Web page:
West Point teen to perform at Young Artist Concert
Story and photo by Mike Strasser
WEST POINT, N.Y. (April 16, 2013) — Mirana Stoker has heard the West Point Band in concert before, and soon she will have the chance to play with them.
Stoker, 18, has earned the distinction of being the first West Point community member to have won the Young Artist Solo Competition in its 20-year history. She will join Amanda Kam, a junior at Millburn High School, N.J., in a concert Sunday with the West Point Band.
Recently, Stoker won the 2013 Orange County Music Educators Association performance scholarship and placed second out of 33 pianists at the Piano Festival at SUNY New Paltz.
Stoker, daughter of Lt. Col. Geoffery and Akemi Stoker, is a senior at O’Neill High School where she performs with the Jazz Band. She can also be found playing with the Sunday worship praise team at the Post Chapel.
The West Point teen has been studying piano since 5 years old. Though she admits getting herself to practice is the most difficult part of playing, Stoker has kept at it for 13 years.
“I just enjoy playing and once you get good at it then it becomes even more fun,” Stoker said. “Of course, at the beginning, you have to play the slow, easy songs … but then when you learn the hard ones people tend to get really impressed with you and then it’s fun to keep going.”
Her favorite composer is Chopin and she likes playing his waltzes, but she doesn’t have a particular favorite piece of music.
“It’s usually whatever I’ve been working on last,” she said. “For my college auditions, I’ve prepared this one piece by Alberto Ginastera called ‘Danza en Argentina.’ It’s kind of weird-sounding but cool-sounding, so it’s fun to play.”
For the West Point Band competition, she had to perform from a playlist of Gershwin, Grieg and Mozart.
“For the one I learned, the beginning and the end were pretty easy,” Stoker said. “But then the middle part has a bunch of 16th notes so it’s super-fast and it took a while to learn.”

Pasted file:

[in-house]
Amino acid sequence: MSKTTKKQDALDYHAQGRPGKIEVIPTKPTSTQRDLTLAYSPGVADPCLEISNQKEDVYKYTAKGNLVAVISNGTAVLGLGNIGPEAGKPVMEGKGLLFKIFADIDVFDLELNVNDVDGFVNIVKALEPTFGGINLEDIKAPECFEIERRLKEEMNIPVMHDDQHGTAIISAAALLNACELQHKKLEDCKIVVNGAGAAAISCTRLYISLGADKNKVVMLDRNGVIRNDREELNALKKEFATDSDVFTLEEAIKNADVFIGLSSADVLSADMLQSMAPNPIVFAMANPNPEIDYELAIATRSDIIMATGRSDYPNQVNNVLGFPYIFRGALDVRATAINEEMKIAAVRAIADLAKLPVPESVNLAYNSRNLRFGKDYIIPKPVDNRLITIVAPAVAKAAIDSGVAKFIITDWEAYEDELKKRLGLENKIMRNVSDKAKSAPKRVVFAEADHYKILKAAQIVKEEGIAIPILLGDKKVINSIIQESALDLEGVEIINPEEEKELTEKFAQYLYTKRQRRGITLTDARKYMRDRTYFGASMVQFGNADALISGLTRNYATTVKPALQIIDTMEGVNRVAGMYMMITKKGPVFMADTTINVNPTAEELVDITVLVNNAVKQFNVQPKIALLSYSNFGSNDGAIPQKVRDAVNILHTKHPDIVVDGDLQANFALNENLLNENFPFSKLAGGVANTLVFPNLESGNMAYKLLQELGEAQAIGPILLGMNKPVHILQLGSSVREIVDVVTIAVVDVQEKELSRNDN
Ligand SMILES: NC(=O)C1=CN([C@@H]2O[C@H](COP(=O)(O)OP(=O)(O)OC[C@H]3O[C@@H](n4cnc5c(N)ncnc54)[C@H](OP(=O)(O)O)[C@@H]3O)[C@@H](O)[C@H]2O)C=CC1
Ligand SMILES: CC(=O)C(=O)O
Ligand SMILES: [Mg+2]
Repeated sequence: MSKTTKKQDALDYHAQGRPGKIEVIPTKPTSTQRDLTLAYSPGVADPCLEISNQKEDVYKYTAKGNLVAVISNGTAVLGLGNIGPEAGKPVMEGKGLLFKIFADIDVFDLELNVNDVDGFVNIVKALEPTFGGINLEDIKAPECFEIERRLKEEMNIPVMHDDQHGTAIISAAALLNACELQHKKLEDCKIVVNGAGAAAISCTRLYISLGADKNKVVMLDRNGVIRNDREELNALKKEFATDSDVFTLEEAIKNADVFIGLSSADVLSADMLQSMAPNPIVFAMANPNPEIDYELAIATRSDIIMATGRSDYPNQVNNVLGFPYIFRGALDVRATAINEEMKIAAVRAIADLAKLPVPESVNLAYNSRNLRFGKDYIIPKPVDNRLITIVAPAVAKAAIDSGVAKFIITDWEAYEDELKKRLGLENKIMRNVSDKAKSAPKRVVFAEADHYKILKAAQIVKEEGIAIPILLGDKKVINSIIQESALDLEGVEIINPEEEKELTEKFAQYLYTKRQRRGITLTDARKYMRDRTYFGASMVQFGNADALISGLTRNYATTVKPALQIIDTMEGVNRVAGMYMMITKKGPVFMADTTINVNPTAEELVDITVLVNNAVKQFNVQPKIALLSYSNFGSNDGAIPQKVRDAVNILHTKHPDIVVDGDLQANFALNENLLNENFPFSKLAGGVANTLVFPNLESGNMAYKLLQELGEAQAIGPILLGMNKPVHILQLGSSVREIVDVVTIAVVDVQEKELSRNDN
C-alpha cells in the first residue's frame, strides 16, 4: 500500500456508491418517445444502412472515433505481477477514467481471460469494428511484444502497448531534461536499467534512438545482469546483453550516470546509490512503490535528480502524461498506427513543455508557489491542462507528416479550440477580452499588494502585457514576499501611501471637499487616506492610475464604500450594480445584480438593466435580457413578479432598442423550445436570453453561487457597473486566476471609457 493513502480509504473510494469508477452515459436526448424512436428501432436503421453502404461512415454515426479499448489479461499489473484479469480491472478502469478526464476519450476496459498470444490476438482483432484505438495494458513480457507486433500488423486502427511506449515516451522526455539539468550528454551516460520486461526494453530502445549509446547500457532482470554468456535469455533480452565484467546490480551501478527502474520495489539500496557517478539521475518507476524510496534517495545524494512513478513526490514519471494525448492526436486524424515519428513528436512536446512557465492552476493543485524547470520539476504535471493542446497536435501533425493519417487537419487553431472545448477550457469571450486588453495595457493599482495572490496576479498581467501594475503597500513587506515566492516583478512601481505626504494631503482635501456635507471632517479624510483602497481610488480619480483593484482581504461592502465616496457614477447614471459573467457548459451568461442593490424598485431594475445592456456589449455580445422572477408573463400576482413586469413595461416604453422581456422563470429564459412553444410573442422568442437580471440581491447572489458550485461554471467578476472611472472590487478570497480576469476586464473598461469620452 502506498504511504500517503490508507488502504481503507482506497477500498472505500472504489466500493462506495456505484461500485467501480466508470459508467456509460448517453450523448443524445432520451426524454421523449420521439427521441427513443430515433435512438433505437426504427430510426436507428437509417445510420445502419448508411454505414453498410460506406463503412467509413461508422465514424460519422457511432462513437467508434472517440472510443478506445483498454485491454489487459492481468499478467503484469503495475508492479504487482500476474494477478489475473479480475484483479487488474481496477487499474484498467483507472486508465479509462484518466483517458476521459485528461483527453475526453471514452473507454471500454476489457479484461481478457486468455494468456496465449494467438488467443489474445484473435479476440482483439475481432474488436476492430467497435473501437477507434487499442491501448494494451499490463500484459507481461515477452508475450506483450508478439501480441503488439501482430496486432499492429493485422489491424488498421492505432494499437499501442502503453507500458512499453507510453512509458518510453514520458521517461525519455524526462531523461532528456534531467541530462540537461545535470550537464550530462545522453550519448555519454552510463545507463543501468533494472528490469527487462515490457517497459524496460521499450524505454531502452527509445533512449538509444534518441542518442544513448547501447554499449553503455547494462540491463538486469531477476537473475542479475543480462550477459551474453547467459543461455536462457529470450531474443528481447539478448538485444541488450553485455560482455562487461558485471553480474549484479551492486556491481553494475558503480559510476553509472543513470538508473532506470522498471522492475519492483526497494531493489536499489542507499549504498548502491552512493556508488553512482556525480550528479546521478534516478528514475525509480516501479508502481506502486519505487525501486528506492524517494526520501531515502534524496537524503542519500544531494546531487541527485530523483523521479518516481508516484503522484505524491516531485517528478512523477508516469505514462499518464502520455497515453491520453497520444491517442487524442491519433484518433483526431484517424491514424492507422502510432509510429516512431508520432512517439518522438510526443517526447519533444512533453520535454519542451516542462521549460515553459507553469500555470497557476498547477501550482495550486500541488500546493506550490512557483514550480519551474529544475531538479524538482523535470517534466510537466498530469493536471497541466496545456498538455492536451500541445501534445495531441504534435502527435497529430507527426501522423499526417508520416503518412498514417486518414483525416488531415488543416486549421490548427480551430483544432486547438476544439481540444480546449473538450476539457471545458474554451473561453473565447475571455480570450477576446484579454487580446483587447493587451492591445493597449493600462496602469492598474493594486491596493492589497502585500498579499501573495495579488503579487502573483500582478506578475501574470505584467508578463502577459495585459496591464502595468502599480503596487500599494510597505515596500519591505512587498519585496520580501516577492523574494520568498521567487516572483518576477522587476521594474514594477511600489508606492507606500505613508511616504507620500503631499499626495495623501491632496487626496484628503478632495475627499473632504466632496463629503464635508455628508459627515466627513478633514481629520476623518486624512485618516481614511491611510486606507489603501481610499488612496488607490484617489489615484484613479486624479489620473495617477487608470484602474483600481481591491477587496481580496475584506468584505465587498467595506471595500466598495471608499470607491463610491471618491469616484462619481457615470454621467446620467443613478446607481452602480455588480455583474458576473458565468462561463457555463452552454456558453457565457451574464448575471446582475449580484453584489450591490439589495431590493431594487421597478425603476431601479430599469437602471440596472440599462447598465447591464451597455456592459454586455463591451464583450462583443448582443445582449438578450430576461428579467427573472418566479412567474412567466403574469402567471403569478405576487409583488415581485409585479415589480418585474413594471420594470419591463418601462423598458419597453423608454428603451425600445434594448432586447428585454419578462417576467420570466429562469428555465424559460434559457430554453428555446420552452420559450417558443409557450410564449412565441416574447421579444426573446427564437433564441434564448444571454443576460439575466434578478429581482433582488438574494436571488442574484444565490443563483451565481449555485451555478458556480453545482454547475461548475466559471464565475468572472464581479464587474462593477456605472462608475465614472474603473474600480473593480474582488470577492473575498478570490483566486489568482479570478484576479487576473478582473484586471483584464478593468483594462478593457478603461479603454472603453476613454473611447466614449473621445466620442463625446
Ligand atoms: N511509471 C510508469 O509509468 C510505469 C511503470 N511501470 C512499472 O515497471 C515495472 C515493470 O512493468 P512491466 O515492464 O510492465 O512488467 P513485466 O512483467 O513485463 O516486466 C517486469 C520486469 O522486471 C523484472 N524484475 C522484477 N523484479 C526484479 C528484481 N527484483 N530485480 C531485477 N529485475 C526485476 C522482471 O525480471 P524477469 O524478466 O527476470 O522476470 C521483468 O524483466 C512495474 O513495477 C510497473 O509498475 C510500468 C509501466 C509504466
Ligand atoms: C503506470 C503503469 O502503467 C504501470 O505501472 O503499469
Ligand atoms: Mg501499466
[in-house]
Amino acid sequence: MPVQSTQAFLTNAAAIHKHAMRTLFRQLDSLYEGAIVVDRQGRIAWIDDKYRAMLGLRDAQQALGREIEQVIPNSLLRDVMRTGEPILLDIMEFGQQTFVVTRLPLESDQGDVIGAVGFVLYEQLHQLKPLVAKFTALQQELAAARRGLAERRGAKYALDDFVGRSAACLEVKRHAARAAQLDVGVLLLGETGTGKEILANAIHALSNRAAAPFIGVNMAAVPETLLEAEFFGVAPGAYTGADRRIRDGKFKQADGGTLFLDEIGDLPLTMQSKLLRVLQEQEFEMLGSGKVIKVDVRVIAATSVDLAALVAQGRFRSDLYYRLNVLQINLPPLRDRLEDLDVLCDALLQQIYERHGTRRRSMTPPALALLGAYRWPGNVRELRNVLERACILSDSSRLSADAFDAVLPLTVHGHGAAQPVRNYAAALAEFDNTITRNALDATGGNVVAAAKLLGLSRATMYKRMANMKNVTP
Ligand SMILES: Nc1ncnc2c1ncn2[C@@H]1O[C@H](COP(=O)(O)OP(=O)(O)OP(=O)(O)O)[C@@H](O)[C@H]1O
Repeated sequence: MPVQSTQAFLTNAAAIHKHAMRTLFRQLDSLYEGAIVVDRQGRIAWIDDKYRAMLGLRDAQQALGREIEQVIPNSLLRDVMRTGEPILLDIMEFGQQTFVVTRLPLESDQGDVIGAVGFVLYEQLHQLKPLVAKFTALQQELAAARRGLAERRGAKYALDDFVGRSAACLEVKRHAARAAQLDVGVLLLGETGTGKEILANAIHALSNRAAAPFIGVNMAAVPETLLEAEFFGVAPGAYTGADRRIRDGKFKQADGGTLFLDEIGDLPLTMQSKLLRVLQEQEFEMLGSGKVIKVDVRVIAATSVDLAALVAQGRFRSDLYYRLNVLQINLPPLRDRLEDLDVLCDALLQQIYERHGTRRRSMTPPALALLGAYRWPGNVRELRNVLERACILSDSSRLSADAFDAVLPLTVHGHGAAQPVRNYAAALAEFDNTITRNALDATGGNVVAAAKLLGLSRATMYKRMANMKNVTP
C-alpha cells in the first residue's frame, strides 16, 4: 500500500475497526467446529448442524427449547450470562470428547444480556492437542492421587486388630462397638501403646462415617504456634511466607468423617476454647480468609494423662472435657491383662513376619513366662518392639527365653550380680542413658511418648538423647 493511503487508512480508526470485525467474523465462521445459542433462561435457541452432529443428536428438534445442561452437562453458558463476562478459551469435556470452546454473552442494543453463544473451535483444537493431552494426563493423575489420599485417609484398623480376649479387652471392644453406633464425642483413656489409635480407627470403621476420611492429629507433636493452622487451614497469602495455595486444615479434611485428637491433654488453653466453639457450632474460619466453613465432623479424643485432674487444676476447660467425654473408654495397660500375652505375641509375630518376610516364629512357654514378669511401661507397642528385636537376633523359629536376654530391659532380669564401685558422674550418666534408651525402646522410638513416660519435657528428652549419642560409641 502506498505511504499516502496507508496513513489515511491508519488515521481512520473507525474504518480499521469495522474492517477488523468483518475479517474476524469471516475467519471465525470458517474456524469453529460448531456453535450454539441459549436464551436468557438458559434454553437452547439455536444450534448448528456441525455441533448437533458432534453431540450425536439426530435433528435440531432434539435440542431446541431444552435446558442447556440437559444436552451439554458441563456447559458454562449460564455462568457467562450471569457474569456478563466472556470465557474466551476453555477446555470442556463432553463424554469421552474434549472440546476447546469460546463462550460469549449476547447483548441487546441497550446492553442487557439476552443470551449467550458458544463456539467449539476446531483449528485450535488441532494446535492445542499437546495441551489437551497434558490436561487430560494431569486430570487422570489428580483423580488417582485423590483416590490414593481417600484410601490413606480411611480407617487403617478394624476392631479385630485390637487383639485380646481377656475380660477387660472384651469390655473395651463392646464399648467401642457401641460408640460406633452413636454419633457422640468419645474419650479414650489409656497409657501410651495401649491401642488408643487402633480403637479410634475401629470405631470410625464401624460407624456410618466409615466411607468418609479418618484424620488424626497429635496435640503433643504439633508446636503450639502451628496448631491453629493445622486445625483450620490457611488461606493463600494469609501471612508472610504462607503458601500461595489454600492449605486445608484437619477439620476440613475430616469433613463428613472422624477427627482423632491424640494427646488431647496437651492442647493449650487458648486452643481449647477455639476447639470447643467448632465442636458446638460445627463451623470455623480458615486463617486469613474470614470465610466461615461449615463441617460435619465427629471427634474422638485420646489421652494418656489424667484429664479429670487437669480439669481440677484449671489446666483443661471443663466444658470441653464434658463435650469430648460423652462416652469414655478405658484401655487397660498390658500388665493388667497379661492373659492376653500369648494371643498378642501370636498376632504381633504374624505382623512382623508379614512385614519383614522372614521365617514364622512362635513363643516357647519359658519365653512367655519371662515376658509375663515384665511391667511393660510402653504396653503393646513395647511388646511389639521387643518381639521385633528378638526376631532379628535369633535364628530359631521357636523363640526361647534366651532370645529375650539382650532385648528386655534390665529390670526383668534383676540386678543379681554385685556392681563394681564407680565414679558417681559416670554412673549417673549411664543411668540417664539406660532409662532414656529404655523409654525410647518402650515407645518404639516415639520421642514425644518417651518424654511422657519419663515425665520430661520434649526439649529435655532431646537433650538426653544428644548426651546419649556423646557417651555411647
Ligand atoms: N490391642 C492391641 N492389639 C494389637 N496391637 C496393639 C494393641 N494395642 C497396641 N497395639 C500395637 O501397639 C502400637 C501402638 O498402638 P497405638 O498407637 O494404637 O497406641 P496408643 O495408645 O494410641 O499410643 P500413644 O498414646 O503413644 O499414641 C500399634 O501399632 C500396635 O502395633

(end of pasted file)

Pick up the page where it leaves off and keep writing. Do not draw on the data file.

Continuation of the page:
Stoker will perform the second movement of Mozart’s Piano Concerto No. 20, K. 466, which she had to play at the final audition in front of members of the West Point Band. Not long after impressing the judging panel, she received a phone call from Sgt. 1st Class Mike Reifenberg with the good news.
Mirana Stoker, 18, from O’Neill High School, was the first West Point community member to win the West Point Band’s Young Artist Solo Competition in its 20-year history. She is the daughter of Lt. Col. Geoffery and Akemi Stoker. She will perform at 3 p.m. Sunday at Eisenhower Hall Ballroom with the band during the Young Artist Concert. The concert is free and open to the public. Pictured, Stoker rehearses with the West Point Band at Egner Hall April 16.
“I was super excited,” Stoker said. “Not many people get this opportunity. They are such an elite band. It’s going to be an awesome feeling.”Her father, an instructor at the U.S. Military Academy’s Department of Electrical Engineering and Computer Science, said the news was received with a mix of pride and elation.“And then maybe just feeling a little bit lucky, because you move to different places at different times. The school we had just left before coming here was really big and there weren’t many opportunities to play piano. The nice thing about this community is it’s smaller but has a really good musical influence,” he said.After high school, Stoker intends to major in collaborative piano at Shenandoah University’s music conservatory in Winchester, Va. She is currently under the tutelage of Dr. Ruthanne Schempf of Cornwall.Lt. Col. Jim Keene, the band commander, said previous winners of the competition have done remarkable things in their lives.“Past winners consisted of a national merit scholar who is attending Harvard on scholarship and a state tennis champion who now attends the Juilliard School,” Keene said. “These high achievers would potentially not otherwise have the opportunity to be exposed to West Point or the Army.”This is the 20th year the West Point Band has conducted the Young Artist Solo Competition and concert.“The United States Military Academy Band is very excited to continue to offer young artists a meaningful experience to perform with our great band,” Keene said. “Each year, the rehearsals and performances have yielded lifelong impressions between the musicians of the band and the soloists. I am always struck, not only by the extraordinary level of musicianship exhibited by these musicians, but also by their accomplishments apart from music.”